There are major, fundamental differences in how traditional media and search engines serve up news and information. The public also consumes, evaluates and remembers info they see in search engines differently from what they see in print.
PR pros who are getting deeper into online reputation strategy should consider these fundamental differences:
Traditional Media Is Temporal & Fleeting
Traditional media is cyclical. News is refreshed each day. Bad publicity lasts only as long as the paper is on the newsstand, and after that it lingers faintly in most people’s memory. That negative memory can be effectively offset by putting a “positive spin” on things. So… the PR firm orchestrates a disabled children’s charity drive and fires off a dozen press releases to announce it. If this is done skillfully, the public’s negative perceptions are slowly massaged out of the collective memory and replaced by positive perceptions, one media mention at a time. There’s nothing to compare side-by-side. The negative information is no longer in sight. Just warm fuzzies brightening up yesterday’s dark thundercloud.
Search Engines Are Permanent
Search engines index information “permanently.” As long a page is live on a webserver somewhere (and the domain does nothing shady to get penalized or banned) – the search engine will probably keep “listing” it somewhere in the search results. It will usually remain in the index until the website goes out of business or gets taken down by the webmaster. Even if you manage to get some “positive buzz” right on the front page, the negative information will probably still be there – right in front their faces.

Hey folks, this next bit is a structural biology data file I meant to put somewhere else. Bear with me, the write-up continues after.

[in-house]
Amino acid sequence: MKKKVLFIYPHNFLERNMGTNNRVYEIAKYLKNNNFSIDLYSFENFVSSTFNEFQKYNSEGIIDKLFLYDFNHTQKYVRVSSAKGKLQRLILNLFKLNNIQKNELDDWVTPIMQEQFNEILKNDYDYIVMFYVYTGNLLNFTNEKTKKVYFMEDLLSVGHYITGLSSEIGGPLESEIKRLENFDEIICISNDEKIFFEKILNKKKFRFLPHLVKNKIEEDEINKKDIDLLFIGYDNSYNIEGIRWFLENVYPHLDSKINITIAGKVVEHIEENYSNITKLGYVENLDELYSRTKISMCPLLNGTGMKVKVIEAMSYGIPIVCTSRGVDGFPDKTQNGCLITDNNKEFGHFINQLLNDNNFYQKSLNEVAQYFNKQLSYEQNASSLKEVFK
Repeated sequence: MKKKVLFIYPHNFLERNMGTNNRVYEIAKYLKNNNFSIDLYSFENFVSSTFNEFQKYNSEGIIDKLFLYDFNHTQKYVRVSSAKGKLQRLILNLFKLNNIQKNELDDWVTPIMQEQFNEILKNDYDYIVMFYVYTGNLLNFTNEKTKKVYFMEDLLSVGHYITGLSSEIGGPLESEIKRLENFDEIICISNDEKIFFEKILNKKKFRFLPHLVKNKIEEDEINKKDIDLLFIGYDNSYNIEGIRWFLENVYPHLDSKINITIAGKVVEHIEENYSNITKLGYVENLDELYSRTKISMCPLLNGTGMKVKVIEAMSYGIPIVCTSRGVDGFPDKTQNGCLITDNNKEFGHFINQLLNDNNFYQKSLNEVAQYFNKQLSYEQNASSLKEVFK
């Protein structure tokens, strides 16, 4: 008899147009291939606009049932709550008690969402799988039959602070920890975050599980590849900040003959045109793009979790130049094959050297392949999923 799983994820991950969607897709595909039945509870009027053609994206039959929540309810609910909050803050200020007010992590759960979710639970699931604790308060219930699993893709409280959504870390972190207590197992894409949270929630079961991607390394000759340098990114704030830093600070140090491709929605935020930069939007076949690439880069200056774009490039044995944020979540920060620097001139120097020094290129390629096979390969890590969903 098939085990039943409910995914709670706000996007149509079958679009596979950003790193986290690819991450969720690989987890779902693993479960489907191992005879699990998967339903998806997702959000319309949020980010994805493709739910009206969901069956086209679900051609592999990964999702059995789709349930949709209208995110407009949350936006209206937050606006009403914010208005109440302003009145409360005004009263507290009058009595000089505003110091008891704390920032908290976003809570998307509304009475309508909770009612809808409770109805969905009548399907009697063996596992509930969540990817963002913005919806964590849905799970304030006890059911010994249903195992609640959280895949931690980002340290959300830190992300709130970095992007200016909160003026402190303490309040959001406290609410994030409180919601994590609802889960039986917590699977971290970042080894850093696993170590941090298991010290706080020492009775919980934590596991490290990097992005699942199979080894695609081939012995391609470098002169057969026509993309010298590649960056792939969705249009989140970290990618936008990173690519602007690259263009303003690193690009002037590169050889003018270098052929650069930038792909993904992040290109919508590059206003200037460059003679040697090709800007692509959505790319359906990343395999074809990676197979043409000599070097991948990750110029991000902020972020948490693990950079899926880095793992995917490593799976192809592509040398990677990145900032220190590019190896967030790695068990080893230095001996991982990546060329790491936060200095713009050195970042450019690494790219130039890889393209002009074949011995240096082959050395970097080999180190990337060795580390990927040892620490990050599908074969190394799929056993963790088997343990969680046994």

(“Wash all the negative stuff out by flooding it with positive information” is mostly the mantra of hucksters and ORM novices. It can sometimes work in mild cases of reputation damage, but it rarely works for severe reputation problems that are impacting established businesses.)
Search Engines Directly Invite Scrutiny and Comparison
Search engines naturally encourage people to compare a variety of contrasting web pages, side by side. There’s a ton of junk on the web, and people have adapted and become very discerning about the credibility of content they’re consuming. Many people can spot fake reviews and PR puffery a mile away. Heartfelt negative sentiment mixed with phony, manufactured positivity and praise looks worse than just negative sentiment alone. It is my firm belief that creating neutral, natural pages is usually far more credible than stuffing “positive” pages into search engines.
That’s the way of the web. Adding a “positive spin” on things doesn’t work in the same way it does with temporal, cyclical traditional media. The negative information will still remain there – perhaps for a long time to come – and adding too much positive stuff just seems to accentuate and validate it.